The Perrinn LMP1 project has resurfaced after originally being announced in 2014, with an announcement coming on Thursday that a European team has purchased two chassis to race in the FIA World Endurance Championship next year.
The UK-based constructor revealed plans for an open-source LMP1 car three years ago, with a 2015 debut originally planned.
However, the project was eventually put on standby, until Nicolas Perrin brought the program back earlier this year.
The as-yet-unnamed car is expected to be revealed in November, ahead of testing, which will start in December.
Design work on the LMP1 non-hybrid prototype is already completed, while preliminary crash tests have also taken place.
The rolling chassis has been priced at £1.2 million ($1.56 million), which is cheaper than Ginetta’s similar 2018 LMP1 car which will cost £1.34 million ($1.74 million).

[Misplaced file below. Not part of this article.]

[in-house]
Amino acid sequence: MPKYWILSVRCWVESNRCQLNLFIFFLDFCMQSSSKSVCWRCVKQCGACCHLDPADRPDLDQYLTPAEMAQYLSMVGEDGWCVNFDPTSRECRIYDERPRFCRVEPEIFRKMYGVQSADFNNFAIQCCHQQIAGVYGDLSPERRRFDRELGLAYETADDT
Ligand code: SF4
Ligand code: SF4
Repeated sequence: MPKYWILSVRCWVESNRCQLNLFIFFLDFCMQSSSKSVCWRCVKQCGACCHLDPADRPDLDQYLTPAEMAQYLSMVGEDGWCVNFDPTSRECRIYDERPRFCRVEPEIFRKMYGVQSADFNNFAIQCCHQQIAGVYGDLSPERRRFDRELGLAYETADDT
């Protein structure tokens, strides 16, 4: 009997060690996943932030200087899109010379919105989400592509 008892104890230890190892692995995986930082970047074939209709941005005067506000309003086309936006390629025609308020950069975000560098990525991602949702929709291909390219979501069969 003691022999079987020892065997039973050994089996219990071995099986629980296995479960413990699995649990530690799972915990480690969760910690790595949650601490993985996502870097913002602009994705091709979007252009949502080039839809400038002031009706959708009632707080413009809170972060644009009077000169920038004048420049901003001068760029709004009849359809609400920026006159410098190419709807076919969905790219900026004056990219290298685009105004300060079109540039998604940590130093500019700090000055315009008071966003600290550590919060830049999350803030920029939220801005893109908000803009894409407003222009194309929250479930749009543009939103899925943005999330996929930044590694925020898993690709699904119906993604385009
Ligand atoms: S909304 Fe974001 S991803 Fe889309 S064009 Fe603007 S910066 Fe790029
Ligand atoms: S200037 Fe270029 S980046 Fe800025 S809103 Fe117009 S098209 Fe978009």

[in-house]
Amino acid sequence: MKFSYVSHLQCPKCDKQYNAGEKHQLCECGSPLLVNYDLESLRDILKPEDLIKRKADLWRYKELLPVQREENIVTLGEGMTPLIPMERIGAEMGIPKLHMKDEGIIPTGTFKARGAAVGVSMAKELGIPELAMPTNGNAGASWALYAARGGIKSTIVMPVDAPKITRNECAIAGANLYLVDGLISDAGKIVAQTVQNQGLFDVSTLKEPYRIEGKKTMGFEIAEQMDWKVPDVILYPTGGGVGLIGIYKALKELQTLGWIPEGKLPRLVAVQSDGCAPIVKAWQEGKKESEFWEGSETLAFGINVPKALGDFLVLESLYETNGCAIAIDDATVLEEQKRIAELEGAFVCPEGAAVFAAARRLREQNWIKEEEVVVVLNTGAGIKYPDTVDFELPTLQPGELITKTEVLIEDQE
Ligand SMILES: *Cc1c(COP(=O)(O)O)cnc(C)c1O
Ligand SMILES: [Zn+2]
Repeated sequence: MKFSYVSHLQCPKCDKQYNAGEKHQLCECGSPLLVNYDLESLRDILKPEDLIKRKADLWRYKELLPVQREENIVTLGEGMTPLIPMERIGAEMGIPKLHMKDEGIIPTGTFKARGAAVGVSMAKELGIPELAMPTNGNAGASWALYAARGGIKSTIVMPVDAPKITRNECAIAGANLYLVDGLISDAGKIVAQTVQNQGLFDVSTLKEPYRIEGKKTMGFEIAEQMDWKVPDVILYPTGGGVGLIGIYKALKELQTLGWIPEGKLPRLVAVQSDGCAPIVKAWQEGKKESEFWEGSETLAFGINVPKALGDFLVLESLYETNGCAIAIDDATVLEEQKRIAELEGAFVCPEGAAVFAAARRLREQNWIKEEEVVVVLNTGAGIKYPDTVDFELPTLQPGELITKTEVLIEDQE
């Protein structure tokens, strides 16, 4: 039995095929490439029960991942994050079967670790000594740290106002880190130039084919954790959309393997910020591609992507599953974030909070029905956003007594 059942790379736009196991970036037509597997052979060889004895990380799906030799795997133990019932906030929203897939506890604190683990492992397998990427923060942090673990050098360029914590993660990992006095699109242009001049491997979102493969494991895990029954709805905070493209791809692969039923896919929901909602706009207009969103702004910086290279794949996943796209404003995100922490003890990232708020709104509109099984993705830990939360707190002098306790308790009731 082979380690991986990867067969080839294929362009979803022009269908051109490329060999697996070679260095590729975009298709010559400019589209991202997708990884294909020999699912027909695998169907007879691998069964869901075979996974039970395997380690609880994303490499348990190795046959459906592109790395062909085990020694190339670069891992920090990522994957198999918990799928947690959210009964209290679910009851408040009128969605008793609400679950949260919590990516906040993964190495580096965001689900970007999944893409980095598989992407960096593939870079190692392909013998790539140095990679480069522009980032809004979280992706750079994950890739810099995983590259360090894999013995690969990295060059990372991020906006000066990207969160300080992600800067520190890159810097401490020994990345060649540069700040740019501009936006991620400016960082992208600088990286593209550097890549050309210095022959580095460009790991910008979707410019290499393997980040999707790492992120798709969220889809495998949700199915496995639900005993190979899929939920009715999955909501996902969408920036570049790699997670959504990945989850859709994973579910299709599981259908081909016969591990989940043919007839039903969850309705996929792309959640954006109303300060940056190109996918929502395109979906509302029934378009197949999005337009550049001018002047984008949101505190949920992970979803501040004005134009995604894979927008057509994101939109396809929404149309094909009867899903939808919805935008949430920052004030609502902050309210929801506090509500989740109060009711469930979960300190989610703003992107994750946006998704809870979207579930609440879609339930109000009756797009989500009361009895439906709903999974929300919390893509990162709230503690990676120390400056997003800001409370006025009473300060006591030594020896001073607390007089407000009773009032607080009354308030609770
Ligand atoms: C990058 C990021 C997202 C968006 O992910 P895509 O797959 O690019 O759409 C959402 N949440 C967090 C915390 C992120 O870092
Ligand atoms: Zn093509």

“Increased support and stability from the FIA and ACO, coupled with programs from other manufacturers has meant we’ve had a lot of discussions with teams seeking more freedom than the new LMP2 category,” said Perrin.
“LMP1 offers a route to progress from an engineering and pace point of view. In just a few short months, the program has progressed very quickly to the point where we’ll have two cars plus enough spares to build another car within six months.
“We have ensured we have capacity to do more should some of our other discussions develop.”
The identity of the European team that has purchased the two cars has yet to be revealed.
Perrin has again stressed the importance of the project’s open-source nature, which was one of the defining aspects when the program was first announced.
“I am using open source as a way to focus resources and talents around our project,” he said.
“I want Perrinn to achieve success at Le Mans by becoming a much bigger organization than it can be if we limit ourselves to a centralized closed company.
“Our workforce is decentralized and global. Our team is open and accessible.”
Perrinn joins Ginetta and a joint project between Dallara and BR Engineering in developing non-hybrid LMP1 chassis for next year, with a grid that could now see up to eight cars in the LMP1 Privateer ranks.